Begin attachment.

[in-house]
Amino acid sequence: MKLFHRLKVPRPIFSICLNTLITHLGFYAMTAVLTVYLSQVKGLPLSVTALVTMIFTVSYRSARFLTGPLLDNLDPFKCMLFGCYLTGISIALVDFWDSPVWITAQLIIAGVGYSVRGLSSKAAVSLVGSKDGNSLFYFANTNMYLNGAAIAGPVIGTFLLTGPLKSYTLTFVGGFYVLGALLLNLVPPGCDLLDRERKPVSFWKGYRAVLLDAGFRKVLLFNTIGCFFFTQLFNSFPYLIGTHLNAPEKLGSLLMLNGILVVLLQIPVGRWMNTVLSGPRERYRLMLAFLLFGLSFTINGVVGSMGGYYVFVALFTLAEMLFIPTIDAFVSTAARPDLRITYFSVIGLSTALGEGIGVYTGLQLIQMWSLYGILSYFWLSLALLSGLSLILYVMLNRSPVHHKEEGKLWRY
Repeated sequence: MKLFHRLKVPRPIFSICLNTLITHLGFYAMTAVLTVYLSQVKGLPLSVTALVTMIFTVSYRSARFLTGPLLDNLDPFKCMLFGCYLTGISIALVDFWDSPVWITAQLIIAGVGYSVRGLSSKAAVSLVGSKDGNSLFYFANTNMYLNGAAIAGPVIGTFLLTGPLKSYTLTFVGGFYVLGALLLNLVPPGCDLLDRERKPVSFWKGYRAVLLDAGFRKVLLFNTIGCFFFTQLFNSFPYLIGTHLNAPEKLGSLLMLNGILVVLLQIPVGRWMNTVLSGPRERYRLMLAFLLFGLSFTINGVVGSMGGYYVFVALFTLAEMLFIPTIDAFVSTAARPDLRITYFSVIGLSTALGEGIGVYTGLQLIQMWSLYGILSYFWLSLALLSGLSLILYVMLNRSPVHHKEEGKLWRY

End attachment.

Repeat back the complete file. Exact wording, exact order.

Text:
[in-house]
Amino acid sequence: MKLFHRLKVPRPIFSICLNTLITHLGFYAMTAVLTVYLSQVKGLPLSVTALVTMIFTVSYRSARFLTGPLLDNLDPFKCMLFGCYLTGISIALVDFWDSPVWITAQLIIAGVGYSVRGLSSKAAVSLVGSKDGNSLFYFANTNMYLNGAAIAGPVIGTFLLTGPLKSYTLTFVGGFYVLGALLLNLVPPGCDLLDRERKPVSFWKGYRAVLLDAGFRKVLLFNTIGCFFFTQLFNSFPYLIGTHLNAPEKLGSLLMLNGILVVLLQIPVGRWMNTVLSGPRERYRLMLAFLLFGLSFTINGVVGSMGGYYVFVALFTLAEMLFIPTIDAFVSTAARPDLRITYFSVIGLSTALGEGIGVYTGLQLIQMWSLYGILSYFWLSLALLSGLSLILYVMLNRSPVHHKEEGKLWRY
Repeated sequence: MKLFHRLKVPRPIFSICLNTLITHLGFYAMTAVLTVYLSQVKGLPLSVTALVTMIFTVSYRSARFLTGPLLDNLDPFKCMLFGCYLTGISIALVDFWDSPVWITAQLIIAGVGYSVRGLSSKAAVSLVGSKDGNSLFYFANTNMYLNGAAIAGPVIGTFLLTGPLKSYTLTFVGGFYVLGALLLNLVPPGCDLLDRERKPVSFWKGYRAVLLDAGFRKVLLFNTIGCFFFTQLFNSFPYLIGTHLNAPEKLGSLLMLNGILVVLLQIPVGRWMNTVLSGPRERYRLMLAFLLFGLSFTINGVVGSMGGYYVFVALFTLAEMLFIPTIDAFVSTAARPDLRITYFSVIGLSTALGEGIGVYTGLQLIQMWSLYGILSYFWLSLALLSGLSLILYVMLNRSPVHHKEEGKLWRY